So now I’ve embarked on the enormous task of replacing the 200 photos, which at least I’d kept and backed up.  So far I’ve worked my way back to the end of 2011, but I have a few more months of images to replace yet.  So bear with… if you see ‘question marks’ you will know what’s happened.

Meanwhile looking forward to Spring and this is just a photo of me playing with photo apps on my iPhone, I think it was ‘Fotor’, but may have been a combination of edits.

Brixton

I did a couple of photography courses at PhotoFusion in Brixton a few months ago, so I found myself hanging out in Brixton Village, part of the market, for breakfasts/lunches.  This isn’t far from home for me, and I also go through Brixton whenever I’m travelling on the train to London Victoria, my normal route into town.  A wonderful place to buy cheap, fresh, delicious food, mainly Caribbean/African.  Needless to say, lots of wonderful loud reggae too.  Quite a lot of middle class white people around Brixton these days also, it’s changed a lot from when I lived there in the early 1980’s when the riots were in full swing. I took a lot of colourful photos of the market in 2004, with my point-and-shoot camera, the place was vibrant back then too.

Brixton is also very lively in the evening, and has the wonderful independent Ritzy Picturehouse cinema.  This links by membership to other Picturehouses in London: Clapham, Notting Hill Gate, Greenwich, Hackney and Stratford East.  Of course here in Crystal Palace there is a campaign to re-open our old Rialto cinema, which the Picturehouse group made a bid for, but lost out to a religious foundation in 2009.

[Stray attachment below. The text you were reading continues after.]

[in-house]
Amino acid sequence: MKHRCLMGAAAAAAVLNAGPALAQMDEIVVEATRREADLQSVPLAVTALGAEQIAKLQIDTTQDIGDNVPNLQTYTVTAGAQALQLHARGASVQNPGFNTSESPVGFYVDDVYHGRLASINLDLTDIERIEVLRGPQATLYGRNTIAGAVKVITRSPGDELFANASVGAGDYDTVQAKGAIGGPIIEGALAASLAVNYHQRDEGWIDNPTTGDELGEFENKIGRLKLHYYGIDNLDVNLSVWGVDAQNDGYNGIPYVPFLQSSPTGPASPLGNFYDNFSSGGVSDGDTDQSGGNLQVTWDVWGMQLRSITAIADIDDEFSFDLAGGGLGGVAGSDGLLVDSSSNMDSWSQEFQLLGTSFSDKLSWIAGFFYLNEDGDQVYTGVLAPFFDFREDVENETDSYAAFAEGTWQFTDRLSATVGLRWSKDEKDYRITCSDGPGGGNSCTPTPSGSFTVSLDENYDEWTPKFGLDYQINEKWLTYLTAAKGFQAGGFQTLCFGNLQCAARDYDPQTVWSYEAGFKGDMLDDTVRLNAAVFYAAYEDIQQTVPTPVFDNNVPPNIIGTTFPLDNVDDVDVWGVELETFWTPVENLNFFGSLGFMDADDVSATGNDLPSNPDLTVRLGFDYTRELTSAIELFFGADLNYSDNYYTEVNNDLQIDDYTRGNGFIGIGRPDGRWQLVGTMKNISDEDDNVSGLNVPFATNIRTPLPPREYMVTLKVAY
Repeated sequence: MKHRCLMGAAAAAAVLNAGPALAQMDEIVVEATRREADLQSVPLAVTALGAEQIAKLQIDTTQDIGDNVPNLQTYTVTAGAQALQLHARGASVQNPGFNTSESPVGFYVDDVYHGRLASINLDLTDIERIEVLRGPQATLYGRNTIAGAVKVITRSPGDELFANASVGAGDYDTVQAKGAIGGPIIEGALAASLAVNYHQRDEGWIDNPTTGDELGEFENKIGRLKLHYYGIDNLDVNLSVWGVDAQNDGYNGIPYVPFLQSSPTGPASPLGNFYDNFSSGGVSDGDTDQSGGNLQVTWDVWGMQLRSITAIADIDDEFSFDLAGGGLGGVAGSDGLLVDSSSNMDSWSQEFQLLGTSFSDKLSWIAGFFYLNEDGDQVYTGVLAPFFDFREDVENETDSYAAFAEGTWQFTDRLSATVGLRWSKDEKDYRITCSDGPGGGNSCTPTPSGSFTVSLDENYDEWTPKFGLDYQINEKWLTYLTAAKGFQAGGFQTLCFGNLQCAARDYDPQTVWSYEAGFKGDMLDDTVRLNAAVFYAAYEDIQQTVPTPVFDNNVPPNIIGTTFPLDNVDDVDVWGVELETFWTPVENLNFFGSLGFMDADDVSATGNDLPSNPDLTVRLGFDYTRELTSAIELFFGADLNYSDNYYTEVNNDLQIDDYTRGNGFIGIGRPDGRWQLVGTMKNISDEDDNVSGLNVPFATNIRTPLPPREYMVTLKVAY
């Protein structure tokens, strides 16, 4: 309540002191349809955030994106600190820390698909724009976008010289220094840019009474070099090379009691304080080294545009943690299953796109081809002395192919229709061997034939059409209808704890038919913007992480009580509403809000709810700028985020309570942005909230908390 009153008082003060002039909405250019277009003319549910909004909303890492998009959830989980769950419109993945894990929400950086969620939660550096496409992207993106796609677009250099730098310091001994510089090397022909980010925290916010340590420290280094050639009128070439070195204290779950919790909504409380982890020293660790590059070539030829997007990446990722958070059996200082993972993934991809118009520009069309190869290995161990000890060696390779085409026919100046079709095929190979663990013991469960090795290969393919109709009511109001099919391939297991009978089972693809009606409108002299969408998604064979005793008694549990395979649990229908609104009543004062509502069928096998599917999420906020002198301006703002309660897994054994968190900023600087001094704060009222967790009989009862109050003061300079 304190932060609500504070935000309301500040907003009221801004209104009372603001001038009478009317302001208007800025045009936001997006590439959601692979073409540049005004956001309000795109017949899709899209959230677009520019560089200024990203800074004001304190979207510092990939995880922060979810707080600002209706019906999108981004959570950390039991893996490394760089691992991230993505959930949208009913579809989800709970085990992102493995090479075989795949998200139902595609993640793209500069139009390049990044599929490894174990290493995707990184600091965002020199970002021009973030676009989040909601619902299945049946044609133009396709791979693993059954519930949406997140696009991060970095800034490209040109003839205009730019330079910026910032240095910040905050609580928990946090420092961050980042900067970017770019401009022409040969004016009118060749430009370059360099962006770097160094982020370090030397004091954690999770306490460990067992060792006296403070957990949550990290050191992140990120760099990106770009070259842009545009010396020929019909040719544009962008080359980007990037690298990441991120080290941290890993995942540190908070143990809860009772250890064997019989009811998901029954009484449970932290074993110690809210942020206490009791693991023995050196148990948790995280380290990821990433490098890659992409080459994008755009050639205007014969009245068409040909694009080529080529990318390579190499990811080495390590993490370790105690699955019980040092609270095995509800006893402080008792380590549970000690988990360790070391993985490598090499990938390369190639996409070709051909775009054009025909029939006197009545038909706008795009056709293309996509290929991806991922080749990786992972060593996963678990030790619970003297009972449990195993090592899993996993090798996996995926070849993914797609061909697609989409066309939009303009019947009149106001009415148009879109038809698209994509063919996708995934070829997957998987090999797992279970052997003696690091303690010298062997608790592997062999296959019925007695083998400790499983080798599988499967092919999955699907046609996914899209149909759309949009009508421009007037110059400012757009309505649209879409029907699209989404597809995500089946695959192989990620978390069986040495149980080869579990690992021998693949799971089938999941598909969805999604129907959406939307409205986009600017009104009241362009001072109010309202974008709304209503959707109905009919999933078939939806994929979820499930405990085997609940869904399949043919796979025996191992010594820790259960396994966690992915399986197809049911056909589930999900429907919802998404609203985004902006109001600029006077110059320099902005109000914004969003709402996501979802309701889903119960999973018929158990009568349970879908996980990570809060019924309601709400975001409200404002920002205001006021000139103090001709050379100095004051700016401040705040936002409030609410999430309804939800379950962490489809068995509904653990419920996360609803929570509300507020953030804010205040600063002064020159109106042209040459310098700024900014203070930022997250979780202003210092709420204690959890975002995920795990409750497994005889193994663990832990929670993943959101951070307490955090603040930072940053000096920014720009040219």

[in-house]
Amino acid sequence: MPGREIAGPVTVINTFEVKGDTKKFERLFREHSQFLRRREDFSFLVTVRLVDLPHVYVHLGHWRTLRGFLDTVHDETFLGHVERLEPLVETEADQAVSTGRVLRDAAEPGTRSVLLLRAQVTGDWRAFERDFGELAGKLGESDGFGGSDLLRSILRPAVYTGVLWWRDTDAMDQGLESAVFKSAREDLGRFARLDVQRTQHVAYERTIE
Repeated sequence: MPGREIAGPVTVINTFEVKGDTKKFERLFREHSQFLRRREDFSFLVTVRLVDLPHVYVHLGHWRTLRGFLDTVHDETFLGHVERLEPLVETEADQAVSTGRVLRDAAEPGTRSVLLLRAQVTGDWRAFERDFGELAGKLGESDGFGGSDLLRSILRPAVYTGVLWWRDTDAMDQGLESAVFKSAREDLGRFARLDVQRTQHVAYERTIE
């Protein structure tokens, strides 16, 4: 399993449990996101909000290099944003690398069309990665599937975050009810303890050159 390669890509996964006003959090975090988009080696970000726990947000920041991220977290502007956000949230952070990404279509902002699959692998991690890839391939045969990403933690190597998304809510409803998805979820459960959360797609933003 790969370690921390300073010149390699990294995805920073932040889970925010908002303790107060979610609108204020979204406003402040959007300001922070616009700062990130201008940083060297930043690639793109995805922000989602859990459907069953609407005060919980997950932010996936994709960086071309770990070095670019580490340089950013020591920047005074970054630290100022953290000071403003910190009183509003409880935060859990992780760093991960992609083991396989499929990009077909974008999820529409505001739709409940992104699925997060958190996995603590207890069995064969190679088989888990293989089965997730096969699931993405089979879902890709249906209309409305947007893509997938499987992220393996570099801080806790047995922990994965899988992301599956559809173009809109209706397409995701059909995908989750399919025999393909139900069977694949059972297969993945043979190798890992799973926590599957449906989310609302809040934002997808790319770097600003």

For a long time I’ve intended to take a good photo of the Railway Tavern pub clock tower, which is best seen from the high level platform on Brixton train station.  The pub, below the clock at ground level, was more infamously known as Brady’s in the 1980’s.  It’s been covered in this graffiti for years and together with the male bronze passenger statue on the station (out of sight here), would have made a good photograph.  Sadly, I’ve missed my chance, the structure is now covered in scaffolding waiting to be cleaned and repainted.  At least I got this iPhone picture.  There must be a moral here.

Brixton